The Commonwealth Bank of Australia (CBA) is claiming the world's first bond transaction delivered solely using blockchain, having been charged with the honour by the World Bank.
CBA said it is the sole arranger of the first bond globally to be created, allocated, transferred, and managed using blockchain technology.
The "$AUD Kangaroo bond", Blockchain Offered New Debt Instrument (bond-i), which uses a private Ethereum blockchain, has been developed alongside the Northern Trust, QBE, and Treasury Corporation of Victoria.
It is expected that once launched, the bond will be issued and distributed on a blockchain platform operated by the World Bank and CBA in Washington and Sydney, respectively.
"We take a collaborative approach to innovating, and have a track record of partnering with other leading financial institutions, government bodies, and corporates to innovate through blockchain. We believe that this transaction will be groundbreaking as a demonstration of how blockchain technology can act as a facilitating platform for different participants," CBA executive general manager of Institutional Banking and Markets International James Wall said.
There's also a social good element to the initiative, with Wall touching on the World Bank's plan to use tech such as blockchain to end poverty.
As part of its mandate to reduce poverty and promote lasting development, the World Bank annually issues between $50 billion and $60 billion in bonds for sustainable development. The global financier is increasing its focus on helping countries transition to sustainable economies that are technology-led, CBA explained, while exploring the benefits of "disruptive" technologies such as blockchain.
"We are delighted to have partnered with the World Bank, and fully support its vision of making innovative use of technology such as blockchain to increase the efficiency of financing solutions to better achieve their goal to end extreme poverty," Wall said.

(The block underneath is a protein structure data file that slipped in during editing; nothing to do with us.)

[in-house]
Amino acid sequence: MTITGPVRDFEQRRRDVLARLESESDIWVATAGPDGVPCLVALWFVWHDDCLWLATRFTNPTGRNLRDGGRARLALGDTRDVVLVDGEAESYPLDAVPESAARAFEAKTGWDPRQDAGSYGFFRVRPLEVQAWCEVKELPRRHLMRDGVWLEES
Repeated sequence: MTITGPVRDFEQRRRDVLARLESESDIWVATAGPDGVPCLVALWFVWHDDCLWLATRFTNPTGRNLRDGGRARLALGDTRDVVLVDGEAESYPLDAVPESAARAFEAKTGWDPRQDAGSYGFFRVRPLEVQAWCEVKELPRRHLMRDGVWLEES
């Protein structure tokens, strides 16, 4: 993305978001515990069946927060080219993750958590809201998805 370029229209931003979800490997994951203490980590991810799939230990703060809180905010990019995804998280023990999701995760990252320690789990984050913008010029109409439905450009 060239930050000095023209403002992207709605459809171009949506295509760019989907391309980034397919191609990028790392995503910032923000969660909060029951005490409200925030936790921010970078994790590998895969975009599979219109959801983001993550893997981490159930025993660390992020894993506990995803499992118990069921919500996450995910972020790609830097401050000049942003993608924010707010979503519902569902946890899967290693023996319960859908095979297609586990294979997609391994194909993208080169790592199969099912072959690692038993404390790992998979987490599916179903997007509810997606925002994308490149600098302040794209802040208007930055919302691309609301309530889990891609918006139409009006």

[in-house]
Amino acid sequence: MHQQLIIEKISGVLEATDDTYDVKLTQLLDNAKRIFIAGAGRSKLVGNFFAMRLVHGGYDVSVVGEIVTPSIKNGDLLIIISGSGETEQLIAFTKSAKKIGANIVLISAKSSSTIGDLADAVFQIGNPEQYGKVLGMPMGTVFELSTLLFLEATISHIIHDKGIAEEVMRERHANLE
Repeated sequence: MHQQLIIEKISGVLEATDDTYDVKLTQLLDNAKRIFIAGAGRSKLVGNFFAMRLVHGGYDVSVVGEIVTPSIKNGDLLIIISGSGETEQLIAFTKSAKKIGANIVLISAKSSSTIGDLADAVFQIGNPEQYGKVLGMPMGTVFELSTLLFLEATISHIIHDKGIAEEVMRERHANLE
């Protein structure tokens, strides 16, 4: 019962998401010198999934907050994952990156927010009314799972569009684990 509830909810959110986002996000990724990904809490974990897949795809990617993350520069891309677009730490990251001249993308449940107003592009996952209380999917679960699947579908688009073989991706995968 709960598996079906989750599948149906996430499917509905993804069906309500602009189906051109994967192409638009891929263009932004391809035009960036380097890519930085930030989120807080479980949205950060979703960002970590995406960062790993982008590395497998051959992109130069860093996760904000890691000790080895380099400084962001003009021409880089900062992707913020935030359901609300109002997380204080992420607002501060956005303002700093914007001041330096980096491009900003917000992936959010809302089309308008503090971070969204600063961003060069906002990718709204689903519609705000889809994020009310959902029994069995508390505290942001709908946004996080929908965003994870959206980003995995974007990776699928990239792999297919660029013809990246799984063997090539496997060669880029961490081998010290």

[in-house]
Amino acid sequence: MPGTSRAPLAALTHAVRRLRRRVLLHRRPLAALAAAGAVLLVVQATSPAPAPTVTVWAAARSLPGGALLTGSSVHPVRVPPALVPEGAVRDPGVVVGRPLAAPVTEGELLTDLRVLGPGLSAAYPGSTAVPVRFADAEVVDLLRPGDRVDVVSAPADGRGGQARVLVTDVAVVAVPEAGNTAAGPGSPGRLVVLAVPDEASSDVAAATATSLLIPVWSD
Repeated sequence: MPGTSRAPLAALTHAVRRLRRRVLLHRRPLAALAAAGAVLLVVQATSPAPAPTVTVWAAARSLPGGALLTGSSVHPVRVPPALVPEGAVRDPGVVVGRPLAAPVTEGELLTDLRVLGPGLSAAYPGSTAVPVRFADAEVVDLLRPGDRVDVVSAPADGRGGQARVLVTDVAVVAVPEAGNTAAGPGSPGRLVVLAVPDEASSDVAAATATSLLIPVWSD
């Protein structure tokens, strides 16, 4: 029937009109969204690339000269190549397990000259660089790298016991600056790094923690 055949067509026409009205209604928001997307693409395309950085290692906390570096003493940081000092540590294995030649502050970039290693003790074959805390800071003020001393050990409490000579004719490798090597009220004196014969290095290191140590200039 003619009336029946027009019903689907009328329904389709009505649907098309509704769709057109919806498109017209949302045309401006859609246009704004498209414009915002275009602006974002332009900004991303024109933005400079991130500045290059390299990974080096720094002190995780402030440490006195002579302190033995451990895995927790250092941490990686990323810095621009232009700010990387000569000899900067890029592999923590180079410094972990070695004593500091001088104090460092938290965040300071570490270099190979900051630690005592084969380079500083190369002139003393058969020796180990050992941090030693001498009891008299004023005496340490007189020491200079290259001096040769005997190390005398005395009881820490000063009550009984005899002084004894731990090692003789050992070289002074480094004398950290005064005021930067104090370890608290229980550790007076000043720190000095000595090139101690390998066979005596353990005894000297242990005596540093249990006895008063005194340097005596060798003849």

"Our goal is to continue to harness innovation for the benefit of markets and our mission of ending poverty and boosting shared prosperity," World Bank Treasurer Arunma Oteh added.
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The announcement follows the bank's head of blockchain Sophie Gilder revealing in December that CBA was expecting to be the first to implement the issuance of a bond on the blockchain.
At the time, Gilder said the world's first bond issuance would be in partnership with a "very large" world issuer.
"We know blockchain has the potential to revolutionise financial services and markets, and this transaction is a significant step towards that future state," Gilder said in a statement on Friday.
"By working collaboratively with the World Bank, we were able to find solutions to technical and legal considerations to make this groundbreaking transaction a reality."
The blockchain platform was designed and developed by the CBA Innovation Lab's Blockchain Centre of Excellence. An independent review of the CBA blockchain platform's architecture, security, and resilience was conducted by Microsoft, and law firm King & Wood Mallesons acted as deal counsel on the bond issue and advised on the legal architecture for its implementation.
While the bond uses Ethereum, CBA said it is open to other options in the future.
The bank last month announced completing a global trade experiment, shipping nuts overseas that were tracked via blockchain.
The new blockchain platform, underpinned by distributed ledger technology, smart contracts, and the Internet of Things (IoT), was used to facilitate the trade experiment that saw 17 tonnes of almonds sent from Sunraysia in Victoria, Australia to Hamburg in Germany.
At the end of 2016, CBA, alongside Wells Fargo and Brighann Cotton, also claimed the first interbank trade transaction combining blockchain technology, smart contracts, and IoT.
The bank sent nuts from Australia to Germany in a blockchain-based supply chain trial.
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